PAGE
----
As oil prices hover underneath the $75 for a Brent barrel, OPEC has likely found itself stuck with the extra supply cuts it took on—mainly Saudi Arabia—a hedge fund manager told Bloomberg on Friday.
“It would be too damaging to prices to remove it at this time, given the fragility of sentiment,” the hedge fund manager of Black Gold Investors LLC said.
Earlier this month, Saudi Arabia voluntarily agreed to downsize its production targets by another 1 million barrels per day for the month of July—although it could be extended. Oil prices reacted by jumping up, but the effects were not long-lasting. Today, crude oil prices are lower than they were prior to the announced cut, putting OPEC in a tricky position.
In the runup to the OPEC meeting, Saudi Arabia’s Energy Minister Prince Abdulaziz bin Salman warned traders once again against taking a speculative bet against oil. He made similar threats back in 2020. “I’m going to make sure whoever gambles on this market will be ouching like hell,” he said at the time.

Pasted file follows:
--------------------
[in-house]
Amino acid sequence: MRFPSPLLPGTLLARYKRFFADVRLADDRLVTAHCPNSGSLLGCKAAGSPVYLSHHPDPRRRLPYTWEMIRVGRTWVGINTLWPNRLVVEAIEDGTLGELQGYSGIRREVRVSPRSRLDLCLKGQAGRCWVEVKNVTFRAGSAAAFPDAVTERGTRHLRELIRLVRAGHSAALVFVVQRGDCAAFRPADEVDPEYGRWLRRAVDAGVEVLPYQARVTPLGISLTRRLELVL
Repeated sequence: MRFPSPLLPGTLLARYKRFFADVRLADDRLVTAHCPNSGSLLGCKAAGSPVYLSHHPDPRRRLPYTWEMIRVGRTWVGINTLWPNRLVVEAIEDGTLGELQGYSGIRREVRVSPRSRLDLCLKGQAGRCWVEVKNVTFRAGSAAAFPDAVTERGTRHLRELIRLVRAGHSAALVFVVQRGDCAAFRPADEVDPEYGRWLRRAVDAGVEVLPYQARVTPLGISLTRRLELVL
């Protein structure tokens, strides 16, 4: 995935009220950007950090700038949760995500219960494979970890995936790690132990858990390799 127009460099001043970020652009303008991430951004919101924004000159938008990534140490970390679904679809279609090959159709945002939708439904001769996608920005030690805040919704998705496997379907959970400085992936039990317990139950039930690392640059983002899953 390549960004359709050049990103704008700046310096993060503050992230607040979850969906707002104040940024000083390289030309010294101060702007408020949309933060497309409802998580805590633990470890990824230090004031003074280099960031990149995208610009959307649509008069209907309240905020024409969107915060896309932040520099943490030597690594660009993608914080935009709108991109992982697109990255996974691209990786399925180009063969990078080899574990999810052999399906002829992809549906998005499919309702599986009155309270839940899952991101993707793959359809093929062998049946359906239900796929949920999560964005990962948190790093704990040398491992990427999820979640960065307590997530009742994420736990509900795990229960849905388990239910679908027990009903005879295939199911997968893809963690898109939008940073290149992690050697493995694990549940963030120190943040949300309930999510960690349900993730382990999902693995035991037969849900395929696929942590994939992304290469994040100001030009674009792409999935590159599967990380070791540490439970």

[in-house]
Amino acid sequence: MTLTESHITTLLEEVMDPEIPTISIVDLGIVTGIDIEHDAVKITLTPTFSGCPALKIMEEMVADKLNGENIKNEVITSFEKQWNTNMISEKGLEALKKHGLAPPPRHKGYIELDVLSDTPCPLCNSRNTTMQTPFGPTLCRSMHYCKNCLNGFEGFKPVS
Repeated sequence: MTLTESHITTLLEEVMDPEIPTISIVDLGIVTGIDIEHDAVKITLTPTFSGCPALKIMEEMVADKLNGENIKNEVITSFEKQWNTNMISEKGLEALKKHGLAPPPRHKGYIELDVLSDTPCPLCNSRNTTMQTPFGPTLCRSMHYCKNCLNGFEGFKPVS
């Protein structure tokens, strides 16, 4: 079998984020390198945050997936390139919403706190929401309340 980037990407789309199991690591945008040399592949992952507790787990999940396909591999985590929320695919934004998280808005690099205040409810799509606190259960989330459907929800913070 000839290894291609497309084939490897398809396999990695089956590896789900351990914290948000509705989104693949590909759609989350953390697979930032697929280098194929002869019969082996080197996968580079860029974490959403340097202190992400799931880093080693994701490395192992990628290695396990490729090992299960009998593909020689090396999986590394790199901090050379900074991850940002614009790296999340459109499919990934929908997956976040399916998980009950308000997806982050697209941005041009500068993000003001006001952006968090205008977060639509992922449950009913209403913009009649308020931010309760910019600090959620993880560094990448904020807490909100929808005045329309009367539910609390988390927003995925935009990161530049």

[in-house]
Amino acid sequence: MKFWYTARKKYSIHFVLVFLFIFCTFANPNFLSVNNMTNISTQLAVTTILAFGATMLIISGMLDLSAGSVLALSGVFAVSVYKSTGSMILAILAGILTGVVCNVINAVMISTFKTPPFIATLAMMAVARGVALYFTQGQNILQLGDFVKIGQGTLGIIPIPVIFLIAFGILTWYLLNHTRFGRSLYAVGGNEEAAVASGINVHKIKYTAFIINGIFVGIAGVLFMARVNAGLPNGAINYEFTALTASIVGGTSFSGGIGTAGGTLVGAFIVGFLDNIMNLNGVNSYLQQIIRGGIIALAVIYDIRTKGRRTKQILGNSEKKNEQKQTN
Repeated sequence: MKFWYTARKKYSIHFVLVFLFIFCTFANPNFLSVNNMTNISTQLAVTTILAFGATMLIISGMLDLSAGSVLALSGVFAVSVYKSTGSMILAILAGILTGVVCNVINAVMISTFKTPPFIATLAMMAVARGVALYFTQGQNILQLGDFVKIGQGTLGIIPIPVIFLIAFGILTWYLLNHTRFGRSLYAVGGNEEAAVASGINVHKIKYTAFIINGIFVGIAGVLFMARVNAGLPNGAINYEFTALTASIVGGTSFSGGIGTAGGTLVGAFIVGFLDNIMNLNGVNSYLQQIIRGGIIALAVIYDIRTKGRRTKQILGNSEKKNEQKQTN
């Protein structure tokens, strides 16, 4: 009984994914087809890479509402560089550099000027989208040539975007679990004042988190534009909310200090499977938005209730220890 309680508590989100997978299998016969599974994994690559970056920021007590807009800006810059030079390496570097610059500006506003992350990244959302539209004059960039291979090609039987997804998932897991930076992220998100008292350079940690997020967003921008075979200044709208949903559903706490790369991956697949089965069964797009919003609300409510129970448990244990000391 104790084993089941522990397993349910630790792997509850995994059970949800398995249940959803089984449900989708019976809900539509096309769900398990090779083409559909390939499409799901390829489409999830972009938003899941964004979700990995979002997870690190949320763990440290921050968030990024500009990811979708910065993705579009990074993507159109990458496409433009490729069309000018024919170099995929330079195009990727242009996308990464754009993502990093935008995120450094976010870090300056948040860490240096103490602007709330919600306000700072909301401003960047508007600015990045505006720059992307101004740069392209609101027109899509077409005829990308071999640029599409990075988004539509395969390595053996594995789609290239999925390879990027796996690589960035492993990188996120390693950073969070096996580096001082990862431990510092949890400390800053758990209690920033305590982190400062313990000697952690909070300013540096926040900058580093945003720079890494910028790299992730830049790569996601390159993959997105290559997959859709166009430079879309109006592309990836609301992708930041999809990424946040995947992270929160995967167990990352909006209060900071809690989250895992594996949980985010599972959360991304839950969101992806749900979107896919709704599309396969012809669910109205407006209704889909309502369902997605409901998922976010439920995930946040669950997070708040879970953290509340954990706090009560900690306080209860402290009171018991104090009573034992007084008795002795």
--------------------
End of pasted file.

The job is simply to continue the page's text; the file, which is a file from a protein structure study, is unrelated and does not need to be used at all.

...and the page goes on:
Indeed, OPEC’s cuts they announced back in April hurt short sellers when prices rallied. This time, however, the warning ahead of time likely muted the response to Saudi Arabia’s generous production cut. OPEC—most importantly Saudi Arabia—is working against disappointing economic data out of China.
Brent prices are just a hair under $75 per barrel today, but recent estimations from the International Monetary Fund suggest that Saudi Arabia’s fiscal breakeven for crude oil is more than $80 per barrel.
Saudi Arabia’s extra cuts go into effect in July, and prices could tick up as supply tightens. After all, the IEA has predicted that crude oil supply will exceed demand by 2 million bpd in the second half of this year.